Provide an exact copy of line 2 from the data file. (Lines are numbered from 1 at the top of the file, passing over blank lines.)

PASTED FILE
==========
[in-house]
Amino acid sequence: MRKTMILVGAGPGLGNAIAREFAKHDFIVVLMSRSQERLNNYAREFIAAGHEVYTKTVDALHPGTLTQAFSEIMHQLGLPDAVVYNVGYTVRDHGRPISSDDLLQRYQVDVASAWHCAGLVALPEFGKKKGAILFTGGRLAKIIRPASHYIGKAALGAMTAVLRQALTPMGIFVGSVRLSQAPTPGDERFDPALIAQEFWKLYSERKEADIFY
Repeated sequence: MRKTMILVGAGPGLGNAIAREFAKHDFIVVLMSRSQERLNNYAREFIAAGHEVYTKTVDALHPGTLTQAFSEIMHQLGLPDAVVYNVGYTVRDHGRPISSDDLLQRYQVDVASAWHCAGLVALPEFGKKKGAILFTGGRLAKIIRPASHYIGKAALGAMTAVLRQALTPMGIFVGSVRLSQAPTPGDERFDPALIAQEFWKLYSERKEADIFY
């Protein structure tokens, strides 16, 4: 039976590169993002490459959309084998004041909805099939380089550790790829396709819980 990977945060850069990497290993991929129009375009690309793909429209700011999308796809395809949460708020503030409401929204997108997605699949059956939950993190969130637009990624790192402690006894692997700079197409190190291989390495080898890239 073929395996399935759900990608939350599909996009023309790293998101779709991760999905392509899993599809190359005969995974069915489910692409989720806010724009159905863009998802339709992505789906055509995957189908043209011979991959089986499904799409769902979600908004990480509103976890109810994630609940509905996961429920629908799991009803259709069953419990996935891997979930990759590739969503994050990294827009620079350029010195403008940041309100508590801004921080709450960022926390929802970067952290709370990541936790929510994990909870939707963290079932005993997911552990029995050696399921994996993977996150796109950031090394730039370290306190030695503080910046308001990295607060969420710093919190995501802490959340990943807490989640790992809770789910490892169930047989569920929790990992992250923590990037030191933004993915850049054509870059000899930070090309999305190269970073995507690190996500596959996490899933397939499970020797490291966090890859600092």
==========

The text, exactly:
Amino acid sequence: MRKTMILVGAGPGLGNAIAREFAKHDFIVVLMSRSQERLNNYAREFIAAGHEVYTKTVDALHPGTLTQAFSEIMHQLGLPDAVVYNVGYTVRDHGRPISSDDLLQRYQVDVASAWHCAGLVALPEFGKKKGAILFTGGRLAKIIRPASHYIGKAALGAMTAVLRQALTPMGIFVGSVRLSQAPTPGDERFDPALIAQEFWKLYSERKEADIFY